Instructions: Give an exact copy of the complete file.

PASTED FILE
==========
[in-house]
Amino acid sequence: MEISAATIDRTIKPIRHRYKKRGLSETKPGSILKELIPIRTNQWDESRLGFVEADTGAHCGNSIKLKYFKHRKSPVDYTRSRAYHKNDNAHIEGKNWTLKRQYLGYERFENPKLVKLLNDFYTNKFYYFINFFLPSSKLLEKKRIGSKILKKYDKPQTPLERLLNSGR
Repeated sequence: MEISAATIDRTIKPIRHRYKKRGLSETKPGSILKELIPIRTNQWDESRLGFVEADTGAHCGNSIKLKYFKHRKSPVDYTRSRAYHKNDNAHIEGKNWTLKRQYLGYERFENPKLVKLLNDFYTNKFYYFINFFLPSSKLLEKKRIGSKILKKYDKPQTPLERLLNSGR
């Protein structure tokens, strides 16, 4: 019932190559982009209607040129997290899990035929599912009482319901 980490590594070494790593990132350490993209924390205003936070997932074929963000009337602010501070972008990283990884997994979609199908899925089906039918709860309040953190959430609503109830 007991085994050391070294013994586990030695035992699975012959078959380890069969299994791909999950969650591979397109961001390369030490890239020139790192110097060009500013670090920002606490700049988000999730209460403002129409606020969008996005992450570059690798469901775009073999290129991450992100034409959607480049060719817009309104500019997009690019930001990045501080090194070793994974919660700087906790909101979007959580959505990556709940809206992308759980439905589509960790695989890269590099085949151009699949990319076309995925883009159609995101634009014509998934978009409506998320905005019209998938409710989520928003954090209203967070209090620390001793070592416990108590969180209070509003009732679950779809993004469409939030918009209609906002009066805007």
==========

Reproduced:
[in-house]
Amino acid sequence: MEISAATIDRTIKPIRHRYKKRGLSETKPGSILKELIPIRTNQWDESRLGFVEADTGAHCGNSIKLKYFKHRKSPVDYTRSRAYHKNDNAHIEGKNWTLKRQYLGYERFENPKLVKLLNDFYTNKFYYFINFFLPSSKLLEKKRIGSKILKKYDKPQTPLERLLNSGR
Repeated sequence: MEISAATIDRTIKPIRHRYKKRGLSETKPGSILKELIPIRTNQWDESRLGFVEADTGAHCGNSIKLKYFKHRKSPVDYTRSRAYHKNDNAHIEGKNWTLKRQYLGYERFENPKLVKLLNDFYTNKFYYFINFFLPSSKLLEKKRIGSKILKKYDKPQTPLERLLNSGR
């Protein structure tokens, strides 16, 4: 019932190559982009209607040129997290899990035929599912009482319901 980490590594070494790593990132350490993209924390205003936070997932074929963000009337602010501070972008990283990884997994979609199908899925089906039918709860309040953190959430609503109830 007991085994050391070294013994586990030695035992699975012959078959380890069969299994791909999950969650591979397109961001390369030490890239020139790192110097060009500013670090920002606490700049988000999730209460403002129409606020969008996005992450570059690798469901775009073999290129991450992100034409959607480049060719817009309104500019997009690019930001990045501080090194070793994974919660700087906790909101979007959580959505990556709940809206992308759980439905589509960790695989890269590099085949151009699949990319076309995925883009159609995101634009014509998934978009409506998320905005019209998938409710989520928003954090209203967070209090620390001793070592416990108590969180209070509003009732679950779809993004469409939030918009209609906002009066805007």